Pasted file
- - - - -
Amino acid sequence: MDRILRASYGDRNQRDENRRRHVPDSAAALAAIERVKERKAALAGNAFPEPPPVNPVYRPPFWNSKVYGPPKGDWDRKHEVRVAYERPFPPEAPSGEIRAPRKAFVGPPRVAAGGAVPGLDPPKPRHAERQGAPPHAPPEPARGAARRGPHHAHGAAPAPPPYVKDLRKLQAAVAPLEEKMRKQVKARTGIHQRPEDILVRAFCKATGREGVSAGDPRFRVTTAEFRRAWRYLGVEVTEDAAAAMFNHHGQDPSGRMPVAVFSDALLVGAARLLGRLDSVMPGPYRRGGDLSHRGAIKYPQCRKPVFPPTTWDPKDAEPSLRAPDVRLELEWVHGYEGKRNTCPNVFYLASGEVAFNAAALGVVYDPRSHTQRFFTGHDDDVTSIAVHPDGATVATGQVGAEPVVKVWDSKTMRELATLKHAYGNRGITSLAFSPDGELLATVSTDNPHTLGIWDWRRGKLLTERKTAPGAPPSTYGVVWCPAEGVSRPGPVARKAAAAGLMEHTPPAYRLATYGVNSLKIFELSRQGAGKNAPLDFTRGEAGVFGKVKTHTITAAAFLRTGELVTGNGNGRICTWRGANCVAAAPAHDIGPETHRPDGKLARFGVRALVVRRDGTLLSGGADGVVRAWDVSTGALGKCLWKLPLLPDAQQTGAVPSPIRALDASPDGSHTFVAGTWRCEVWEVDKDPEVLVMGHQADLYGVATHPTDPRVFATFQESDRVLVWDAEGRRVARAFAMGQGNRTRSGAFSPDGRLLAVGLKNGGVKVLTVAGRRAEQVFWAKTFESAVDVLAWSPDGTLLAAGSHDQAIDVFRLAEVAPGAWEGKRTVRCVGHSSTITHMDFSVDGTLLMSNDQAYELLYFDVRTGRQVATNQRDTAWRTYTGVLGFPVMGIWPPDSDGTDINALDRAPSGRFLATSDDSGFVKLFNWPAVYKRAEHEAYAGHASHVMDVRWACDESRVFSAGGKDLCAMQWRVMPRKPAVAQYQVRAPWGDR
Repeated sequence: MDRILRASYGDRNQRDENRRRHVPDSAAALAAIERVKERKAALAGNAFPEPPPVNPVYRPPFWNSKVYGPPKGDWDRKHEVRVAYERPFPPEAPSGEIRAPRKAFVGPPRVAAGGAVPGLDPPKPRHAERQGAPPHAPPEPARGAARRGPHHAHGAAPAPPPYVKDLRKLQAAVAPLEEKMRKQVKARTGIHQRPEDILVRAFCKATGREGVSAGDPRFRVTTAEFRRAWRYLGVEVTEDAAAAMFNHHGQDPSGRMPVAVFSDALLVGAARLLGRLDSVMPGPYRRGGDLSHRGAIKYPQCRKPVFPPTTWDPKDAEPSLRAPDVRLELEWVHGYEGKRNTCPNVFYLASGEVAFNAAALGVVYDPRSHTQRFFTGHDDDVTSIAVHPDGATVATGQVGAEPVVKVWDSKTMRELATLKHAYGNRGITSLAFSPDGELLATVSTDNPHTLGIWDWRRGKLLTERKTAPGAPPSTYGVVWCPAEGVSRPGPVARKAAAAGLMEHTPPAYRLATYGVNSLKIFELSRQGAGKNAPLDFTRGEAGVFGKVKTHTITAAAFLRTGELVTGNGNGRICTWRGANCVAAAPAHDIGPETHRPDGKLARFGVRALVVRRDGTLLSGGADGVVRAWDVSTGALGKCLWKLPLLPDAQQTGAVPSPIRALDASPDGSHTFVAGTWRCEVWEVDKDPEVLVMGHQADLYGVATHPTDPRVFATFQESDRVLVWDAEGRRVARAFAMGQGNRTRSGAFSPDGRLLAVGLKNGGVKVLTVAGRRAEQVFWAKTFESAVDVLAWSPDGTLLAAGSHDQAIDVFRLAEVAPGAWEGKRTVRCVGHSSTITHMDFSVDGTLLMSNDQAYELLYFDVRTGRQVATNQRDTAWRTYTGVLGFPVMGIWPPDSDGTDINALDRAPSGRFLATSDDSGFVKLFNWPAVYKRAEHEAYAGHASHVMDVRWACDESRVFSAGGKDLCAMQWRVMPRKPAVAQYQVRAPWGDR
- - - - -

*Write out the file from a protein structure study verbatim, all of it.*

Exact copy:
Amino acid sequence: MDRILRASYGDRNQRDENRRRHVPDSAAALAAIERVKERKAALAGNAFPEPPPVNPVYRPPFWNSKVYGPPKGDWDRKHEVRVAYERPFPPEAPSGEIRAPRKAFVGPPRVAAGGAVPGLDPPKPRHAERQGAPPHAPPEPARGAARRGPHHAHGAAPAPPPYVKDLRKLQAAVAPLEEKMRKQVKARTGIHQRPEDILVRAFCKATGREGVSAGDPRFRVTTAEFRRAWRYLGVEVTEDAAAAMFNHHGQDPSGRMPVAVFSDALLVGAARLLGRLDSVMPGPYRRGGDLSHRGAIKYPQCRKPVFPPTTWDPKDAEPSLRAPDVRLELEWVHGYEGKRNTCPNVFYLASGEVAFNAAALGVVYDPRSHTQRFFTGHDDDVTSIAVHPDGATVATGQVGAEPVVKVWDSKTMRELATLKHAYGNRGITSLAFSPDGELLATVSTDNPHTLGIWDWRRGKLLTERKTAPGAPPSTYGVVWCPAEGVSRPGPVARKAAAAGLMEHTPPAYRLATYGVNSLKIFELSRQGAGKNAPLDFTRGEAGVFGKVKTHTITAAAFLRTGELVTGNGNGRICTWRGANCVAAAPAHDIGPETHRPDGKLARFGVRALVVRRDGTLLSGGADGVVRAWDVSTGALGKCLWKLPLLPDAQQTGAVPSPIRALDASPDGSHTFVAGTWRCEVWEVDKDPEVLVMGHQADLYGVATHPTDPRVFATFQESDRVLVWDAEGRRVARAFAMGQGNRTRSGAFSPDGRLLAVGLKNGGVKVLTVAGRRAEQVFWAKTFESAVDVLAWSPDGTLLAAGSHDQAIDVFRLAEVAPGAWEGKRTVRCVGHSSTITHMDFSVDGTLLMSNDQAYELLYFDVRTGRQVATNQRDTAWRTYTGVLGFPVMGIWPPDSDGTDINALDRAPSGRFLATSDDSGFVKLFNWPAVYKRAEHEAYAGHASHVMDVRWACDESRVFSAGGKDLCAMQWRVMPRKPAVAQYQVRAPWGDR
Repeated sequence: MDRILRASYGDRNQRDENRRRHVPDSAAALAAIERVKERKAALAGNAFPEPPPVNPVYRPPFWNSKVYGPPKGDWDRKHEVRVAYERPFPPEAPSGEIRAPRKAFVGPPRVAAGGAVPGLDPPKPRHAERQGAPPHAPPEPARGAARRGPHHAHGAAPAPPPYVKDLRKLQAAVAPLEEKMRKQVKARTGIHQRPEDILVRAFCKATGREGVSAGDPRFRVTTAEFRRAWRYLGVEVTEDAAAAMFNHHGQDPSGRMPVAVFSDALLVGAARLLGRLDSVMPGPYRRGGDLSHRGAIKYPQCRKPVFPPTTWDPKDAEPSLRAPDVRLELEWVHGYEGKRNTCPNVFYLASGEVAFNAAALGVVYDPRSHTQRFFTGHDDDVTSIAVHPDGATVATGQVGAEPVVKVWDSKTMRELATLKHAYGNRGITSLAFSPDGELLATVSTDNPHTLGIWDWRRGKLLTERKTAPGAPPSTYGVVWCPAEGVSRPGPVARKAAAAGLMEHTPPAYRLATYGVNSLKIFELSRQGAGKNAPLDFTRGEAGVFGKVKTHTITAAAFLRTGELVTGNGNGRICTWRGANCVAAAPAHDIGPETHRPDGKLARFGVRALVVRRDGTLLSGGADGVVRAWDVSTGALGKCLWKLPLLPDAQQTGAVPSPIRALDASPDGSHTFVAGTWRCEVWEVDKDPEVLVMGHQADLYGVATHPTDPRVFATFQESDRVLVWDAEGRRVARAFAMGQGNRTRSGAFSPDGRLLAVGLKNGGVKVLTVAGRRAEQVFWAKTFESAVDVLAWSPDGTLLAAGSHDQAIDVFRLAEVAPGAWEGKRTVRCVGHSSTITHMDFSVDGTLLMSNDQAYELLYFDVRTGRQVATNQRDTAWRTYTGVLGFPVMGIWPPDSDGTDINALDRAPSGRFLATSDDSGFVKLFNWPAVYKRAEHEAYAGHASHVMDVRWACDESRVFSAGGKDLCAMQWRVMPRKPAVAQYQVRAPWGDR